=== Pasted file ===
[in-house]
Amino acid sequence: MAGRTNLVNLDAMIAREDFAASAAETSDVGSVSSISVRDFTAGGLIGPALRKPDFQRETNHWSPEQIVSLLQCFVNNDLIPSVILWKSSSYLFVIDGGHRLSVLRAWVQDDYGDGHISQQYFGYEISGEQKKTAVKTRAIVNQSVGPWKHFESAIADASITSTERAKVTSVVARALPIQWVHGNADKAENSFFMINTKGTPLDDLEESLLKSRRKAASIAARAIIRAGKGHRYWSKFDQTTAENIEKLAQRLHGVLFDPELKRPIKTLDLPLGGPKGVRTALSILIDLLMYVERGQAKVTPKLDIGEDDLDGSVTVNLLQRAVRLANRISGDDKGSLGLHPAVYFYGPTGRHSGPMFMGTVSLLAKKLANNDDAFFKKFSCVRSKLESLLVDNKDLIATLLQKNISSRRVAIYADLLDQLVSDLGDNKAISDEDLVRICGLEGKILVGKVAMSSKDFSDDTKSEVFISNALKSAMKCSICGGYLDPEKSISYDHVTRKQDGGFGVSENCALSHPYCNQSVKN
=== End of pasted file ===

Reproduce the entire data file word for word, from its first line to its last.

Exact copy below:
[in-house]
Amino acid sequence: MAGRTNLVNLDAMIAREDFAASAAETSDVGSVSSISVRDFTAGGLIGPALRKPDFQRETNHWSPEQIVSLLQCFVNNDLIPSVILWKSSSYLFVIDGGHRLSVLRAWVQDDYGDGHISQQYFGYEISGEQKKTAVKTRAIVNQSVGPWKHFESAIADASITSTERAKVTSVVARALPIQWVHGNADKAENSFFMINTKGTPLDDLEESLLKSRRKAASIAARAIIRAGKGHRYWSKFDQTTAENIEKLAQRLHGVLFDPELKRPIKTLDLPLGGPKGVRTALSILIDLLMYVERGQAKVTPKLDIGEDDLDGSVTVNLLQRAVRLANRISGDDKGSLGLHPAVYFYGPTGRHSGPMFMGTVSLLAKKLANNDDAFFKKFSCVRSKLESLLVDNKDLIATLLQKNISSRRVAIYADLLDQLVSDLGDNKAISDEDLVRICGLEGKILVGKVAMSSKDFSDDTKSEVFISNALKSAMKCSICGGYLDPEKSISYDHVTRKQDGGFGVSENCALSHPYCNQSVKN